Hitler's 'suicide note' from his final days surfaces

Widely dubbed as his "suicide note," the final message that Adolf Hitler ever wrote has surfaced and is set to go up for auction later this month.

In the letter, the leader of the Nazi party during World War II Germany shows his defiance and insists that he will remain in the country while helping "set a good example to all those remaining."

"I shall remain in Berlin, so as to take part, in honorable fashion, in the decisive battle for Germany, and to set a good example to all those remaining," Hitler wrote in the April 24, 1945 letter to Field Marshal Ferdinand Schörner. " I believe that in this way I shall be rendering Germany the best service."

AUTOGRAPH OF EVIL: HITLER-SIGNED COPY OF 'MEIN KAMPF' SURFACES

The German Fuhrer continued: "For the rest of you, every effort must be made to win the struggle for Berlin. You can there help decisively, by pushing northwards as early as possible..."

The letter was written a week before Hitler committed suicide, swallowing a cyanide pill and shooting himself in the head. Hitler's wife, Eva Braun, also committed suicide by swallowing a cyanide pill on April 30, 1945.

Adolf Hitler's final letter to Ferdinand Schörner, revealing that he would stay in Berlin, dated April 24, 1945. Schörner wrote a letter, dated April 23, 1945, pleading with Hitler to leave Berlin. (Credit: Alexander Historical Auctions)

Adolf Hitler's final letter to Ferdinand Schörner, revealing that he would stay in Berlin, dated April 24, 1945. Schörner wrote a letter, dated April 23, 1945, pleading with Hitler to leave Berlin. (Credit: Alexander Historical Auctions)

Maryland-based Alexander Historical Auctions is auctioning off the item and has set a minimum bid at $30,000. The pre-sale estimate is between $60,000 and $80,000.

The company's president, Bill Panagopulos, described it as a rare find and essentially Hitler's "suicide note."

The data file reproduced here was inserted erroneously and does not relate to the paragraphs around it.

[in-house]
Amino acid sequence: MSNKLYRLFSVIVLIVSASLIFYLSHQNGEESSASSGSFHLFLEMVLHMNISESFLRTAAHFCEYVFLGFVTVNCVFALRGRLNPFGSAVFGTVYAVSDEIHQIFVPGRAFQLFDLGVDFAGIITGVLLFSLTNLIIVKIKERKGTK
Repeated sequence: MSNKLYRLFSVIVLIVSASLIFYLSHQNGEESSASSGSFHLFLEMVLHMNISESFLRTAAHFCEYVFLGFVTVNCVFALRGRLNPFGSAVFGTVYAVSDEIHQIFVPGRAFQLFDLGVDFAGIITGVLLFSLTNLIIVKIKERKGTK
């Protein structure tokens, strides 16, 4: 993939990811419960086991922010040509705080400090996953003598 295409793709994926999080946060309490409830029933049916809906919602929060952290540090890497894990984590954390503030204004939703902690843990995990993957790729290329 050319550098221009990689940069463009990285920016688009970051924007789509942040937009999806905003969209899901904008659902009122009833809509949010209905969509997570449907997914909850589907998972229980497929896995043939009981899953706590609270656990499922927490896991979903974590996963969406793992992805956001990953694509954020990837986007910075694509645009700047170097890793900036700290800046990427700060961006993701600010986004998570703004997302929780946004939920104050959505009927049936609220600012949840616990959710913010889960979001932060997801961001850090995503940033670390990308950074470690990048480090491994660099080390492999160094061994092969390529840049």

“There is no other written evidence of Hitler declaring his intention to remain (and die) in Berlin that anyone has been able to locate," Panagopulos said in an interview with The Sun. “This is essentially Hitler’s ‘suicide note.’"

Also included in the lot is Schörner's letter to Hitler that urged him to leave Berlin and assume command from the southern sector.

"You alone are the guarantee of the future continuance of the nation; from you alone every German man takes his orders, as does the whole of the fine German armed forces - unconditionally," Schörner' wrote in the April 23, 1945 letter. "You alone are Germany...If you fell, Germany would also."

The auction will start on April 30 and end on May 1.

HITLER'S WWII 'ESCAPE' INVESTIGATED BY THE CIA, BOMBSHELL DOCUMENT REVEALS

Hitler's letter to Schörner seems to put to rest any conspiracy theories that Hitler escaped Germany and fled elsewhere. In 2017, the CIA released declassified documents that the intelligence agency investigated the possibility that Hitler was alive in South America as late as 1955 — nearly a decade after the war ended.

The document, which appears on the CIA's website, highlighted a former SS soldier who told spies he had regularly met with Hilter in Colombia. "CITROEN [a CIA source] claimed to have contacted HITLER about once a month in Colombia on his trip from Maracaibo to that country as/an employee of the KNSM (Royal Dutch) Shipping Co. in Maracaibo," the document read.

It goes on to say that the CIA source indicated to CI MELODY-3’s [CIA informant] he had taken a picture with Hitler, but "did not show the photograph." At three pages in length, the document suggested that Hitler may have worked as a shipping company employee, prior to potentially fleeing to Argentina. On the second page is a picture of the informant, Phillip Citroen, with a person he claims is Hitler in the mid-1950s.

“CIMELODY-3’s friend states that during the latter part of September 1955, a Phillip Citroen, former German SS trooper, stated to him confidentially that Adolph Hitler (sic) is still alive," the documents stated.

In May 2018, a team of French researchers that examined Hitler's remains said the leader of the Nazi party definitely died in Berlin.

Hitler's body was eventually discovered by Soviet soldiers and buried in an unmarked spot. A German court declared Hitler dead, but not until 1956, more than a decade after the war ended.

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